The Massachusetts agency that recently hired Rachel Morgan, the former executive director of the Grayson Crisis Center, terminated her after an emergency board meeting Thursday.


Morgan, 35, was arrested Wednesday morning in Salem, Massachusetts, on a fugitive from justice charge after a warrant for her arrest was issued Tuesday in Sherman. Authorities alleged that Morgan stole about $9,000 from the Crisis Center from March 2014 to October 2016.


Morgan resigned from the executive director role for the Crisis Center on Nov. 3, and in mid-December, Healing Abuse, Working for Change — a domestic violence agency based in Salem — announced it hired Morgan to become its executive director. Morgan began working for the agency in early January, but she had not assumed any executive director duties, according to the agency.


In a news release from HAWC issued Friday, the agency’s board of directors said they voted to fire Morgan after the allegation against her came to light. Interim Executive Director Paula Herrington was named to take on the position in the agency full time.


“The allegation was devastating news for HAWC,” HAWC Board President Linda Puopolo said in the release. “In spite of extensive due diligence in the hiring process, nothing was disclosed that would have raised any concerns of this nature. My fellow board members and I are shocked and saddened by this information.”


Salem Police officers and detectives and a Massachusetts State Police trooper arrested Morgan at her place of employment on Congress Street in Salem shortly after 10 a.m. Wednesday. The report on the incident from Salem Police indicates that a Sherman Police detective contacted a Salem detective a week prior to the arrest informing the department of the ongoing investigation on Morgan.


Sherman Police began an investigation on Morgan in December, and police found evidence that Morgan kept travel reimbursement funds that should have been directed back to the Crisis Center, according to the arrest warrant affidavit. Police also discovered that Morgan allegedly filed fictitious paperwork for travel she did not actually take and received reimbursements for it.


The morning after the theft of property warrant was issued, police arrived to the office and made contact with Morgan. They advised her of the Sherman warrant, and she was taken into custody. The police report notes that Morgan was cooperative during booking, and the process was completed without incident.


The Salem News reported that Morgan pleaded not guilty Wednesday to the fugitive from justice charge, and the judge ordered her held without bail. A status hearing for Morgan was scheduled for Feb. 6, according to The Salem News.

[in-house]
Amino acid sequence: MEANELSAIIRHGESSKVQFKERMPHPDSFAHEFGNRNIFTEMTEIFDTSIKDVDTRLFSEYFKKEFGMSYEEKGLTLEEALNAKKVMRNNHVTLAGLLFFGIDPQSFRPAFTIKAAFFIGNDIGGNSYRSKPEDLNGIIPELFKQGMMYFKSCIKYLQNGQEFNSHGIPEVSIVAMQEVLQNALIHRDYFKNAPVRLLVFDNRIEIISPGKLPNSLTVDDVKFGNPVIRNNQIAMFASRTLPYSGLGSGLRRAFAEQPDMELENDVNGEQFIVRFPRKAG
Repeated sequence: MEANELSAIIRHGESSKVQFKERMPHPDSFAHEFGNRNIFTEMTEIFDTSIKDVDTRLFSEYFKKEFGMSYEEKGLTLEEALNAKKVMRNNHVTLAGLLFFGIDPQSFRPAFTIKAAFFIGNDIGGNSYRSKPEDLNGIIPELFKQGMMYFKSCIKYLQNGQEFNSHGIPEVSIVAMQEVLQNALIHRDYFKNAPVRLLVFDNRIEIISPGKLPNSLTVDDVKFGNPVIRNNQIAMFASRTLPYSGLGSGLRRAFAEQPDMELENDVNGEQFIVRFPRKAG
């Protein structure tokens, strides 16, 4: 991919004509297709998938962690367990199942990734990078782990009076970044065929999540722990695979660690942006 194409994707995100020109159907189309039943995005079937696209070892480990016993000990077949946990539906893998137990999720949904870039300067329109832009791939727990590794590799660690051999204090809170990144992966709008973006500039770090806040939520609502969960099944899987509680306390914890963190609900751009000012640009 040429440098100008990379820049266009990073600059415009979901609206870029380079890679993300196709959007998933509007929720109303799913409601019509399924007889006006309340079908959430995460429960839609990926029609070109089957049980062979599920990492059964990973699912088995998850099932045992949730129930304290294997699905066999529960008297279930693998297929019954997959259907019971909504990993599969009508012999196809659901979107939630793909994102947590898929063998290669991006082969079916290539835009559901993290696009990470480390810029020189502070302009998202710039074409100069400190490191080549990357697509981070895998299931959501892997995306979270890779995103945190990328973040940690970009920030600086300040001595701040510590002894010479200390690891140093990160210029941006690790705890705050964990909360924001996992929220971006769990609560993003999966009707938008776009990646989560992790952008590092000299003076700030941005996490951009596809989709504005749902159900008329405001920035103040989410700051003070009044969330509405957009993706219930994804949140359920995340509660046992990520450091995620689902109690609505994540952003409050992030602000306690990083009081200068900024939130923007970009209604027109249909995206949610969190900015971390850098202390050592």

Leslie Salter, the Massachusetts attorney representing Morgan, said via email that her client had the right to fight extradition, but she waived that right. She said Texas authorities anticipated that it would take about two weeks for Morgan to be returned to Texas.


Salem Police Capt. Conrad Proniewski said Friday the Massachusetts hearing scheduled for next month is to make sure Texas authorities picked up Morgan and took her to Texas.


“It’s more of a house keeping type of thing — that if they didn’t come and get her, then she’s entitled to be bailed or be released,” Proniewski said.


Proniewski said it’s up to Texas authorities as to when they decide to go and for how they decide to transport her to Sherman. He said the hearing date is kind of like the deadline that Texas authorities need to meet in order to bring Morgan to Sherman.


“They’re going to make the arrangements for however they transport — whether it’s by plane, by bus, by car — that’s up to them to come get her and take her back,” Proniewski said.


Grayson County Sheriff’s Office Lt. Sarah Bigham said her office will be making the arrangements, and it has different ways of transporting Morgan to Sherman. GCSO has a prisoner transport vehicle that could be used, or sometimes assistance from other agencies, like the U.S. Marshals, is used. Or the agency might send a deputy to go and get her, Bigham said.


“It just depends on the situation and a lot of different other things as to what method we use,” Bigham said. “I would kind of like to not go into detail as to what those are because of officer safety, but we will get her back here to go to court here.”


Bigham said for typical out-of-state situations like this, they normally have 30 days to arrange transport for the person. She said the Feb. 6 hearing doesn’t necessarily mean Morgan will be in Sherman by that date, but rather it means that arrangements must be made with that county by that date. The transport office will handle the arrangements and determine the best course of actions for getting Morgan back to Sherman, she said.


“We don’t even know when — how they’re getting back,” Bigham said. “The person will just be back here at our facility.”